The figure of a two meter kangaroo has been identified as the oldest intact cave painting of Australia, with an estimated age of 17,300 years, publishes this Monday the scientific journal Nature Human Behavior.
This painting has been found in the Kimberley region of Western Australia, and the approximate antiquity has been established from a radiocarbon dating, as noted by researchers at the University of Melbourne.
“This makes it the oldest known in situ painting in Australia,” said researcher Damien Finch.
“This is a significant finding as through these initial estimates, we can understand something of the world in which these ancient artists lived,” Finch added.
The research in Kimberley is part of a project focusing on Australian rock art, led by Professor Andy Gleadow of the University of Melbourne and in collaboration with the University of Western Australia and the Australian National Organization for Science and Technology, among others.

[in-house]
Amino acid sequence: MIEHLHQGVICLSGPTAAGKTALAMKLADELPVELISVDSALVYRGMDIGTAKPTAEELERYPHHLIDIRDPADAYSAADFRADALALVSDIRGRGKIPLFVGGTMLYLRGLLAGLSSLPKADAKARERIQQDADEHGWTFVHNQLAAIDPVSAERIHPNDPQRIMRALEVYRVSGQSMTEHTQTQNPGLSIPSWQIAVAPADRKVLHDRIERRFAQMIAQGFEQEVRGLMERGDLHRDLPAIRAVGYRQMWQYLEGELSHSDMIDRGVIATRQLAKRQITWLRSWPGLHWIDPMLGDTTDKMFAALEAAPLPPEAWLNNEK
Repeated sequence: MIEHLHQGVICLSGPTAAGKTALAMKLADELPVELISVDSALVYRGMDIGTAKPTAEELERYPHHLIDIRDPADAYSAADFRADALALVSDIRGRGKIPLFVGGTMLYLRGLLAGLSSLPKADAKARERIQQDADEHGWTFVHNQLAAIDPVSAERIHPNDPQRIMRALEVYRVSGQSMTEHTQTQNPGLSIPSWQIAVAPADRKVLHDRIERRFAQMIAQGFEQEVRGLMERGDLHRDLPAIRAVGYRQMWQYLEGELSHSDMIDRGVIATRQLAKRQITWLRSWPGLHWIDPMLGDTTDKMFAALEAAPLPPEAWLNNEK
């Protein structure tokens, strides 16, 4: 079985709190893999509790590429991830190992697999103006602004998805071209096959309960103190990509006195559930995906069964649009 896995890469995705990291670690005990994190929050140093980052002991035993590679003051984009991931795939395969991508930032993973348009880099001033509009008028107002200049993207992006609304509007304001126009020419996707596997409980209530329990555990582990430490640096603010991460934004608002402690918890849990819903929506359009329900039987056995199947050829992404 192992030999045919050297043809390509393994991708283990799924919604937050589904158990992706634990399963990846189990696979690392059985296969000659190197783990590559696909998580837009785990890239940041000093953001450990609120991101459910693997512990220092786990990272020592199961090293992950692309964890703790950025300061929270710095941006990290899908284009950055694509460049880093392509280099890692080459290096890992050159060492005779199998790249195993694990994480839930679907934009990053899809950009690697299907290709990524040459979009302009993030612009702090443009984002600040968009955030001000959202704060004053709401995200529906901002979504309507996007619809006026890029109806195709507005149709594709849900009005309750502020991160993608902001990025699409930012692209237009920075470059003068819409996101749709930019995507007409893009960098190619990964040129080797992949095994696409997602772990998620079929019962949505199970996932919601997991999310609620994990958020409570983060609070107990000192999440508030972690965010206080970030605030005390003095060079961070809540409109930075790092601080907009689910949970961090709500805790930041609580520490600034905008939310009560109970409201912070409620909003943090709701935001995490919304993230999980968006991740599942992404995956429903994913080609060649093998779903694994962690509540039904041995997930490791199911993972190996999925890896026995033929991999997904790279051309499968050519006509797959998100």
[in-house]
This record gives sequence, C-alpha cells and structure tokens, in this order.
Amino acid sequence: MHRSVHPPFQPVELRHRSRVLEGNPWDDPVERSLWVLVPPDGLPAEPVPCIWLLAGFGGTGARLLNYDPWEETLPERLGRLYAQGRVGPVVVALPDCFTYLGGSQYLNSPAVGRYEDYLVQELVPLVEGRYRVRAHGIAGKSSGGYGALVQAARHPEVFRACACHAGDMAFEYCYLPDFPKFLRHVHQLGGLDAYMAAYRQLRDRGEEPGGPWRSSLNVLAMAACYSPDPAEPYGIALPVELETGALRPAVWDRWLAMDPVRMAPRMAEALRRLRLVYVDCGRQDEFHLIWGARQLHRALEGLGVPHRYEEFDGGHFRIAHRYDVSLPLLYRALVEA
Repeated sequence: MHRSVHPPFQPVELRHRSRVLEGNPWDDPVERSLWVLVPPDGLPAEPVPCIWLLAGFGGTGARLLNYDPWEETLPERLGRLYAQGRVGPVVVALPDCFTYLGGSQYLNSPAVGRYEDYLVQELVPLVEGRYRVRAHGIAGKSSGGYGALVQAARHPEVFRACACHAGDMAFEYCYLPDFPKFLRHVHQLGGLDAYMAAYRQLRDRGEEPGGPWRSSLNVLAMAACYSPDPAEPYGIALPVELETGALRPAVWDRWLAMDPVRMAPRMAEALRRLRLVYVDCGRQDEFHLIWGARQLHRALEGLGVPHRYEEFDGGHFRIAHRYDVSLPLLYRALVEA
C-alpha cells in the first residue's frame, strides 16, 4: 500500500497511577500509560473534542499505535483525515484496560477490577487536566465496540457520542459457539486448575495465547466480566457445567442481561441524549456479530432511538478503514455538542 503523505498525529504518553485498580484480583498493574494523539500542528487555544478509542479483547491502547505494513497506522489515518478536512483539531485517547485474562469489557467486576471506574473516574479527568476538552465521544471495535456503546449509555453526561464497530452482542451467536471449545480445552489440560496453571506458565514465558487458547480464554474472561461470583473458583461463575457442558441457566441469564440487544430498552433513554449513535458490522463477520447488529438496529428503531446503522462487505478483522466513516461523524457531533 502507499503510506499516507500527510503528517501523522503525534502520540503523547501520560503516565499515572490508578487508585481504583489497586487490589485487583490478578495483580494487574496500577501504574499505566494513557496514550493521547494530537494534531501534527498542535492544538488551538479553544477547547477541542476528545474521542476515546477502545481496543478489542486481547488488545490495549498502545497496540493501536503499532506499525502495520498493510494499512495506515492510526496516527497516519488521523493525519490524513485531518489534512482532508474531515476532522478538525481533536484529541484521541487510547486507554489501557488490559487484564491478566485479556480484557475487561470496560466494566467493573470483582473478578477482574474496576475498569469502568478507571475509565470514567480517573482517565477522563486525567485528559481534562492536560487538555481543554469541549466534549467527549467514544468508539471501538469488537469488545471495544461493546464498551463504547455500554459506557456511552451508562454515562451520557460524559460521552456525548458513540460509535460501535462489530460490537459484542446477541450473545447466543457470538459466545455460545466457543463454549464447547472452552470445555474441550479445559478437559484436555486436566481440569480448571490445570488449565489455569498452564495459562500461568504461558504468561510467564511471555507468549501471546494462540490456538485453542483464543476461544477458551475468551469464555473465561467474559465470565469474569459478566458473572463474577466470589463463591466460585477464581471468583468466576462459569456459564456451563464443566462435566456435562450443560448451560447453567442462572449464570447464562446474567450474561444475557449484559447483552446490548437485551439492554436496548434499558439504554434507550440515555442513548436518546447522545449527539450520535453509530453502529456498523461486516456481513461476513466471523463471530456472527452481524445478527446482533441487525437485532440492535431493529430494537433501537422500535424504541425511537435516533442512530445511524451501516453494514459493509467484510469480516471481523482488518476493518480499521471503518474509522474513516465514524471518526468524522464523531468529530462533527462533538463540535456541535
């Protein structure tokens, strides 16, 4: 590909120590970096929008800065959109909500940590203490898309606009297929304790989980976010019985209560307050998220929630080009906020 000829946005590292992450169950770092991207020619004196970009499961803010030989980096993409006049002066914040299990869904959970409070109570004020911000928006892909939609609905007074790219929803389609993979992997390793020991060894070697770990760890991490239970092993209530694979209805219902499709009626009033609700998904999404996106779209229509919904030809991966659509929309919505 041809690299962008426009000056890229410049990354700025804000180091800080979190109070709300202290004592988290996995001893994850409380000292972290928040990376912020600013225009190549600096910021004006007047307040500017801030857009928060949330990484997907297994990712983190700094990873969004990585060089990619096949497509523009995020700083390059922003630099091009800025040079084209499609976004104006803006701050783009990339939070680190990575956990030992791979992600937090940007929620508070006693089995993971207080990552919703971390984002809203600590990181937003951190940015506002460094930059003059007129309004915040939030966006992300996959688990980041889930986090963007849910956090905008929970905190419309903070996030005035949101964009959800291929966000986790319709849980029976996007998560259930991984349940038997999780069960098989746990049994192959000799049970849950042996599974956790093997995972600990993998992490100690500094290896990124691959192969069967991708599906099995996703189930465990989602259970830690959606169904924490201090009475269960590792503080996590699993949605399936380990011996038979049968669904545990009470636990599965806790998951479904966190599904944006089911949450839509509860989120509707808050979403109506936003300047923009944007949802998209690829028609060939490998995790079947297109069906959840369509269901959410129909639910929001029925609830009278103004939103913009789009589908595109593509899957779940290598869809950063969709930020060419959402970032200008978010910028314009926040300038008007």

The kangaroo is painted on the sloping ceiling of a rock shelter on the Unghango clan estate in Western Australia.
“This iconic kangaroo image is visually similar to island rock paintings in Southeast Asia dated more than 40,000 years ago, suggesting a cultural link and hinting at even older rock art in Australia,” said Sven Ouzman of the School of Social Sciences at the University of Western Australia and one of the principal investigators on the project.